Lunch 2022

No, from a Moroccan bakery.

In Morocco I watched how it’s made by Msemmen specialists on the pavement and at markets. No mixer, only by hand. From what I saw a lot of fat is used in the dough. The result is a very moist and substantial bread. Whenever we eat any Moroccan bread we usually forgo dinner.

1 Like

Really? I’ve seen both kinds at Turkish shops, unless they had a pared down selection. I prefer the finer kind but usually buy both if I’m buying for others because preferences vary.

There’s a lot of middle eastern baklava here, which can mean lebanese, syrian, or other, but in my experience the Turkish versions tend to be more delicate.

1 Like

I’ve been craving hiyashi chuka, so I made a batch of alkaline noodles and some lemon soy dressing. Ham, crab sticks, egg, cucumber, and tomato for toppings. So delicious and refreshing!


Migas with green chorizo and cheese, flour tortillas for taco making.


Smoked salmon on rye, the usual accompaniments…cream cheese, capers, red onions and a drizzle of dill mustard sauce (NYT). Wonderful tomatoes with the same sauce.
Farmers Market has switched into fall mode, a bounty of beautiful veggies today.

@Presunto …alas no bike😟


Got a kilo bag each of razor and almond clams, but not for steaming and eating out of the shell. After steaming I cleaned every single clam and then added them to cooked freekeh with a spicy chilli sauce and tamari. Lots of raw garlic on the side. My version of Vietnamese clam rice.

Chinese cheese, AKA bean curd in chilli sauce. I like to use it in cooking, as a condiment, and even spread it sparingly on bread.

Only have Turkish baklava with fine pistachios available to me here. If given a choice I will always choose finely ground pistachios in baklava.

And I don’t have a car, or driving licence.

Kale (from the same pumpkin farmers) is already available but it rained on Friday so I couldn’t go! :leafy_green:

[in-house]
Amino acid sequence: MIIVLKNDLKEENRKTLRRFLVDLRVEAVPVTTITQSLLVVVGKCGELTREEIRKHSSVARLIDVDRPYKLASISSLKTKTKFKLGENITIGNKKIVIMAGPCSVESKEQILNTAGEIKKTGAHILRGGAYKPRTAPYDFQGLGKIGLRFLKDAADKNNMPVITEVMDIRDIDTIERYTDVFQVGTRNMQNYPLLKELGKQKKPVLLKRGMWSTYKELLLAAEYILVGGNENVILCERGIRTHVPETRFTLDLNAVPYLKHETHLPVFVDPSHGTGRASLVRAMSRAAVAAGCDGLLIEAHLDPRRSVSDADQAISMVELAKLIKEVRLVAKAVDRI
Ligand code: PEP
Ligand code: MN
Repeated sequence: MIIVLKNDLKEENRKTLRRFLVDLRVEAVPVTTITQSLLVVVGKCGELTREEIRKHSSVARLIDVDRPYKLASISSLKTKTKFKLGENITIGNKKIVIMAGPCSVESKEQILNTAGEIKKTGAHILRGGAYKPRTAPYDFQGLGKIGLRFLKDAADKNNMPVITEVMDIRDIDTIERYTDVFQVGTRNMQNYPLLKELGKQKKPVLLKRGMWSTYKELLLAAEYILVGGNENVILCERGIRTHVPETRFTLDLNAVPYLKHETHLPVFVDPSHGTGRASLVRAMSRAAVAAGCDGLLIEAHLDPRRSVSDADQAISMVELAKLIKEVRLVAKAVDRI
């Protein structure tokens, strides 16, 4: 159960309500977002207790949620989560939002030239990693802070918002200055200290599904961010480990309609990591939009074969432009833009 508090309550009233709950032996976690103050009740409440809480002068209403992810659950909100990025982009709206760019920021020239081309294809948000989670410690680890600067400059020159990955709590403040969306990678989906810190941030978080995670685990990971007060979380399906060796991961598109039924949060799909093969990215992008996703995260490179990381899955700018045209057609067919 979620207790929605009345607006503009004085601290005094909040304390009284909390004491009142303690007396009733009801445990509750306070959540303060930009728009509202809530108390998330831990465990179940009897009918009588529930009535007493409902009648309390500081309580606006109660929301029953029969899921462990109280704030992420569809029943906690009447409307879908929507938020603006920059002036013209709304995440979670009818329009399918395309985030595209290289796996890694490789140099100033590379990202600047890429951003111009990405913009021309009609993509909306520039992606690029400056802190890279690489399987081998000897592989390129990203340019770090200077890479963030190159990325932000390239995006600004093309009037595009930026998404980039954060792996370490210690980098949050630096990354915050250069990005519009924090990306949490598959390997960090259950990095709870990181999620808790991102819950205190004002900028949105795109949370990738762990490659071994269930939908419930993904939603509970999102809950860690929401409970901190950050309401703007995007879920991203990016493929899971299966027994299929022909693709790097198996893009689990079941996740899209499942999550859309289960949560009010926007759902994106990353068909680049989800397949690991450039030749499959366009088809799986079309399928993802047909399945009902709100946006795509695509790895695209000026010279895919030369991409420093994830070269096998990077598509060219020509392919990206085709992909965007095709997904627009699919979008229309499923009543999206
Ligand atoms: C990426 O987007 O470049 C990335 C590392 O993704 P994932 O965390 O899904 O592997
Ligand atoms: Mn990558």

Well it rained just after we left the FM…I’m happy we had a car :joy:!

1 Like

Toasted sesame bagel, scallion cream cheese, HBE, lox, dill. A delectable & indulgent sammich :yum:


And lunch today was….roasted fingerling potatoes , Delicata squash, and
pork tenderloin with a little gravy. Dessert was pear frangipane, half almond, half pistachio flour. Pears were lightly poached prior to baking. Topping for the sweet blackberries was a whipped ricotta sweetened with some cooked down pear poaching liquid.


You already know: tomato, peach, feta and basil salad with balsamic vinegar.


King trumpets/oysters in spicy sauce.

A crunchy salad and Mexican tortillas

On a different day…
Fried halibut

Salad with feta

Small olives are so common in Greece but so hard to find here.

I bought skate wings and halibut fillets from a fishmonger and he fried them for me on the spot.

Fishmonger can only get my oysters in boxes of 25. Now it takes me 2 days to eat them all. Another Austrian Riesling.

The kale is ready. Big photo second row: pumpkin plants reach the path that separates the woods and the farm. Deer tracks everywhere, also next to the kale. So I’m not the only one who eats kale.

Monday was the last gorgeous day of summer and whilst everyone chose to sit at cafes’ terraces sipping expensive drinks looking at their phones inhaling exhaust we went to the woods and had the whole place to ourselves.

Bought 3 more squashes and first 2 kale plants. They release a lot of water. This farmer grows a variety that has a higher sugar content and it remains constant thus the sweetness or flavour is not weather-dependant and can be harvested any time.